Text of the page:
There are a number of components going into the decision as to when it safe to return to driving. First of all, whether your procedure involves your driving leg, and whether or not you have an automatic or a manual transmission. In addition to the functional ability to break in time there is also the concern of medication effect on reaction time. We would never recommend returning to driving while taking narcotics. Beyond the narcotics question the other issues are how quickly you can move your foot from the gas to the brake and then how forcefully you can press the brake. Studies have shown that the force of depressing the brake pedal is probably the most important factor in returning to safe driving. In general, my advice is to sit in the driveway and pretend a child just ran out into the street in front of you If you can quickly get from the gas to the brake and slam it on hard you are probably ready to drive that said there have been a number of studies looking at this question. On average it is safe to return to driving 4 weeks after a right knee replacement and 2 weeks after a left knee replacement. In general patients can return to driving after a right hip replacement a week or 2 earlier than a right knee replacement. Operative repair of an ankle fracture or Achilles tendon repair often results in 6 to 9 weeks postoperatively with inability to drive. Typically, you want to wait at least 2 weeks after coming out of a cast before driving. ACL reconstruction is similar to a knee replacement; it oftentimes takes 4 to 6 weeks after surgery for a right knee ACL reconstruction.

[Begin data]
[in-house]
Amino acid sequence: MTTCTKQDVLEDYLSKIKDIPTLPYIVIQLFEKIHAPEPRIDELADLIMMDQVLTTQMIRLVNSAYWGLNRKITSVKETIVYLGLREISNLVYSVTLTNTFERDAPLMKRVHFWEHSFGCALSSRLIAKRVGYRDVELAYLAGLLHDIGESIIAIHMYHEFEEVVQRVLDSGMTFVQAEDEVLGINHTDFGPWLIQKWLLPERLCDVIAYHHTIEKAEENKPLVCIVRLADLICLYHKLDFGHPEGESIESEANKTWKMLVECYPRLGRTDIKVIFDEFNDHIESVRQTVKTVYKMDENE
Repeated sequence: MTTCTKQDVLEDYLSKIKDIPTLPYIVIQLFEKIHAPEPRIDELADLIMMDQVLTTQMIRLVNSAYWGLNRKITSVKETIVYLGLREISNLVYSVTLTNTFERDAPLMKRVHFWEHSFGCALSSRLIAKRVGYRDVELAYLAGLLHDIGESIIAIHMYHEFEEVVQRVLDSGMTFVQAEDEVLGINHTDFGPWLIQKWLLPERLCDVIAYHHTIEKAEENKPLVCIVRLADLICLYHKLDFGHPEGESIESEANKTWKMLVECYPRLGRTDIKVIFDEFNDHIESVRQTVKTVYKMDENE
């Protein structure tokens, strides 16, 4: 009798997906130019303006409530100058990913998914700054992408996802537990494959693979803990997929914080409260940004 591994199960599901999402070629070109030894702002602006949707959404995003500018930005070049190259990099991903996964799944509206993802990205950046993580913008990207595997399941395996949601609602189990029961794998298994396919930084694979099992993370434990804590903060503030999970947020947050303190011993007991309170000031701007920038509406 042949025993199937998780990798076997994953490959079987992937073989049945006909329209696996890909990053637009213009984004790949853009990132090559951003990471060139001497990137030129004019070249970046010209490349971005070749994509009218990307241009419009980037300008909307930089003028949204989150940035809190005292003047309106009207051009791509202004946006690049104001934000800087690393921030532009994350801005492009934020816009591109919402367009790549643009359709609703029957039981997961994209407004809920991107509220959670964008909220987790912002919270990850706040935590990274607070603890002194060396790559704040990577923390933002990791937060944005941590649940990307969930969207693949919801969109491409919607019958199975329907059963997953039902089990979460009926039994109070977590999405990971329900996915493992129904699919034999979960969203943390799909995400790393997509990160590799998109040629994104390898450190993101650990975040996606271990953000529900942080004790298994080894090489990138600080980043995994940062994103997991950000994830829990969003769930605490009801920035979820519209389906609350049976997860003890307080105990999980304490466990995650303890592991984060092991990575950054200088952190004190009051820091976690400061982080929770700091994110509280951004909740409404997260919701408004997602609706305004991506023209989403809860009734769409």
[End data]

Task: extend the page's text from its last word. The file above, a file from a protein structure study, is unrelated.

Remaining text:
There are many other factors that play a role in safe returning to driving after an orthopedic surgery. For example, medication side effects and preoperative function. If he were slow to push the brake preoperatively, it will take that much longer to recover postoperatively. Please sit in the driveway and slam the break a few times to assess how competently you can break before you try driving.